There are few things I appreciate more than a cool breeze on a hot summer’s day. Strong, cold gusts where I can barely keep my feet on the ground – not so much. Although a natural occurrence, pastures too aren’t too fond of extreme winds either, as they can have devastating effects on soil, pasture and cattle1.

Wind erosion is the greatest threat the wind poses to the soil. This results in decreased soil fertility because wind erosion removes the top layer of soil which is rich in nutrients. It is estimated that 2 billion tons of top soil is lost every year due to wind erosion. This removal of top soil also leads to decreased effective soil depth2. Wind damages pasture physically by causing abrasions on leaves, also affecting the plants’ ability to retain water1, especially in hot dry weather3. For animals, winds that are on the extreme end of cold and hot can increase the mortality rate of calves, due to their underdeveloped insulation1. Adverse weather conditions also have an effect on how much food animals can take in and the amount of energy provisioned for maintenance and production1, which can lead to a drop in the latter. The soil, grass and cows are essential for pasture-based dairy farming, it would therefore only make sense to shield them from the wind, especially in areas known to have extreme winds.

Windbreaks can be planted to reduce the force of the wind, therefore also reducing its negative effects. Here are some benefits of planting windbreaks that increase pasture productivity:

  • Decreases soil erosion

Windbreaks reduce the speed of wind that is strong enough to carry the soil particles away. Trees also slow down erosion by water by improving infiltration rates and slowing down runoff rates6.

  • Improves the wellbeing of cattle and subsequently, production4

By providing protecting against extreme winds, cattle are more thermally comfortable1, allowing energy to be used for maintenance and milk production.

  • Improved water use efficiency through reduced evapotranspiration

As evapotranspiration occurs, the air around the soil and plant gets more humid and slows the process down. Faster winds bring more dry air, reducing humidity and resultantly increasing evapotranspiration6. By breaking the speed of the wind, evapotranspiration is reduced.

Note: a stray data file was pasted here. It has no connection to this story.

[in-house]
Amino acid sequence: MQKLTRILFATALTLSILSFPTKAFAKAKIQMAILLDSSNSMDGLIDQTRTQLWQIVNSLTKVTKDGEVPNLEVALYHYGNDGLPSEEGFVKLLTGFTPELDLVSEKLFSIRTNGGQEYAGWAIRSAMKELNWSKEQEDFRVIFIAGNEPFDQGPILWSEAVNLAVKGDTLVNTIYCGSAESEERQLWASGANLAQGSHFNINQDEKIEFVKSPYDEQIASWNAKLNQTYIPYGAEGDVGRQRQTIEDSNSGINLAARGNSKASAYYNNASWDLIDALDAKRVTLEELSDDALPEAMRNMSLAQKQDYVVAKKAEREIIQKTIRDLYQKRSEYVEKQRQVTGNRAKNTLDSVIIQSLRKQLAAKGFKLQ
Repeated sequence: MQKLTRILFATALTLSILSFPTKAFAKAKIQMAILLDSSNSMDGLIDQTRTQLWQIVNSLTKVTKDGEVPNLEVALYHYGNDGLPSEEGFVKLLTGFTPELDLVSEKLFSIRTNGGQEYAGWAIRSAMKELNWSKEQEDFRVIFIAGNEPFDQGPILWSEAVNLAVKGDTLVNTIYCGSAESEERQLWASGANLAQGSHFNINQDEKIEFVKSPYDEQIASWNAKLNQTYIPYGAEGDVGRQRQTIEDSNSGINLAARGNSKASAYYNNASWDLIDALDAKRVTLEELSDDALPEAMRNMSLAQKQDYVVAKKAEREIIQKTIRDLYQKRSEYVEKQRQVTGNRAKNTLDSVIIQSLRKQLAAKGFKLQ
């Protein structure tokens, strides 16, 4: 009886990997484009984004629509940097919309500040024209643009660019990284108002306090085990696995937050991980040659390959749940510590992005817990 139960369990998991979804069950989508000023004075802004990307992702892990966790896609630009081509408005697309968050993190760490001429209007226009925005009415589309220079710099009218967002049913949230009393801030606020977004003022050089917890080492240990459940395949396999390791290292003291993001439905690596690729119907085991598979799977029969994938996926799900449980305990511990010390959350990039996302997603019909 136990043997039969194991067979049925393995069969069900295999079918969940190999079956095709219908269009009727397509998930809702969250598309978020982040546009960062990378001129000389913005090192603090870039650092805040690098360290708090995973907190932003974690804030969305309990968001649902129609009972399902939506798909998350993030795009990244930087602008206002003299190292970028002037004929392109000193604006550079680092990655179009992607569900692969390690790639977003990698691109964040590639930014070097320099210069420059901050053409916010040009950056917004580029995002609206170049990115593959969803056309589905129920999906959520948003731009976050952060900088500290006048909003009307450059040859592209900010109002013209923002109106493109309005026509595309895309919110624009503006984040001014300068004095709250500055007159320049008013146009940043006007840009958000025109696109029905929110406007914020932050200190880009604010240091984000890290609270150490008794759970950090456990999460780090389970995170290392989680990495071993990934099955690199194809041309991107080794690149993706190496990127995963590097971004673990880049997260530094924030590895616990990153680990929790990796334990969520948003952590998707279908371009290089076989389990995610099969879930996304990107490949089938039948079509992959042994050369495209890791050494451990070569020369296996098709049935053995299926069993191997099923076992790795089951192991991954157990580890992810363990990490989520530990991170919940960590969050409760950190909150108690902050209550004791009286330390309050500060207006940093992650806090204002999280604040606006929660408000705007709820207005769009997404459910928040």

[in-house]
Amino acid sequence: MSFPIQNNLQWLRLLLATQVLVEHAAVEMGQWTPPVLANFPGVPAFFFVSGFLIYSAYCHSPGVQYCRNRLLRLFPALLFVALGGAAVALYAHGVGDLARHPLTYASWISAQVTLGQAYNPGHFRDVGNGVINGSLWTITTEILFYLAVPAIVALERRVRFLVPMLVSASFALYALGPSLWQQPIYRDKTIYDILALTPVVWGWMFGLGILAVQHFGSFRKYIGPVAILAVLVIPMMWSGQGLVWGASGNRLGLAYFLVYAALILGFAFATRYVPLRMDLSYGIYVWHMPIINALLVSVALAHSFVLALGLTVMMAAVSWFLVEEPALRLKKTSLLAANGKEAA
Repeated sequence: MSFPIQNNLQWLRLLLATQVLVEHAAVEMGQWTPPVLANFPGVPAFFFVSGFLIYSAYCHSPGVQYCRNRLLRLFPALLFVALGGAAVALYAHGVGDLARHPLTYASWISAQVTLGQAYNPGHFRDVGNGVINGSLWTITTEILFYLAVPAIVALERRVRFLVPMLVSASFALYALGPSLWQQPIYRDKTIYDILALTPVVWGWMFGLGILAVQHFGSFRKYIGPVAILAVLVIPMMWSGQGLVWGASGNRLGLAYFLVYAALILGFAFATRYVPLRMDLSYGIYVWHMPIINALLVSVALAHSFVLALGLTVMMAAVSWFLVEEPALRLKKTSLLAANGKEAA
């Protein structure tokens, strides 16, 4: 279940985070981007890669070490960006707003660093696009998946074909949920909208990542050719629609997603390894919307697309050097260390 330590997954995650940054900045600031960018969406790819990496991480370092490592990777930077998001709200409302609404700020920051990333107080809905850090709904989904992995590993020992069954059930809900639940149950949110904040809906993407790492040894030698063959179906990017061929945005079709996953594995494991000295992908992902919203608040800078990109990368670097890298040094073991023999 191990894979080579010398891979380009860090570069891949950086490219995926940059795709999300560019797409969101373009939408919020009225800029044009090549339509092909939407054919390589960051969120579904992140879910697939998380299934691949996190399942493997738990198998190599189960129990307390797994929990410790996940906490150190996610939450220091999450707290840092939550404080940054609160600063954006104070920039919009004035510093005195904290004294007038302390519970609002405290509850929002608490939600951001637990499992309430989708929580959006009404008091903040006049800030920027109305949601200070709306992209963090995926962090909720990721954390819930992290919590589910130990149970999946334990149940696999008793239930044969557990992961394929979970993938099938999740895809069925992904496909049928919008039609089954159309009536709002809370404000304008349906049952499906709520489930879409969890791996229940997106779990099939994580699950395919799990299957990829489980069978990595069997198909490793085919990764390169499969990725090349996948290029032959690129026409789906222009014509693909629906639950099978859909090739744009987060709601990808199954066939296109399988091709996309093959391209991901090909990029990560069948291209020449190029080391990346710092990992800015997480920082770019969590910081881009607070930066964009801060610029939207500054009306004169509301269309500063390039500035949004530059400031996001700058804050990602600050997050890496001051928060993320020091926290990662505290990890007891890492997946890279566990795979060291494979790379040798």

There are some important considerations to keep in mind prior to planting windbreaks. Firstly, the tree species you select must not be poisonous to your animals. Secondly, the trees should be water and nutrient efficient, without severely outcompeting the pasture plants for nutrients. Get in touch with a knowledgeable person to know how to plant the windbreak and the species most suitable for your farm situation to successfully ‘break the wind’.

References:

  1. Sturrock, J.W. 1981. Wind constraints to agricultural productivity. Weather and Climate 1: 31-35
  2. Faghihinia, M. and Afzali, S.F. 2013. Effects of wind erosion on soil organic carbon dynamics and other soil properties: Dejgah catchment, Farashband County, Shiraz Province, Iran. African Journal of Agricultural Research. Vol. 8(34), pp. 4452-4459
  3. World Meteorological Organization. 2010. Guide to Agricultural Meteorological Practices. WMO-No.134
  4. https://www.dairynz.co.nz/environment/land-management/trees-on-farms/ (Accessed 14 November 2017)
  5. http://www.livingthecountrylife.com/gardening/trees/5-tips-for-planting-a-windbreak/ (Accessed 7 November 2017)
  6. The Woodland Trust. 2012. Benefits of trees on livestock farms – the evidence for integrating trees. (Available online at https://www.woodlandtrust.org.uk/publications/2012/08/benefits-of-tree-on-livestock-farms/)

Anele Madlala

Anele is a sustainability researcher, having joined the team in January 2016. She has an honours B.Sc degree in Soil Science from the University of the Free State. She is passionate about natural resource management, with a particular interest in the soil and water relationship.

As an enthusiast of the arts, in her spare time, Anele enjoys painting and watching theatre productions. She loves visiting South African towns with rich histories, diverse cultures and beautiful landscapes. If she's not outdoors, you'll find her eyes glued to the National Geographic channel.

Keen to get in touch? E-mail Anele on anele@traceandsave.com or connect with her on LinkedIn
LinkedIn: Anele Madlala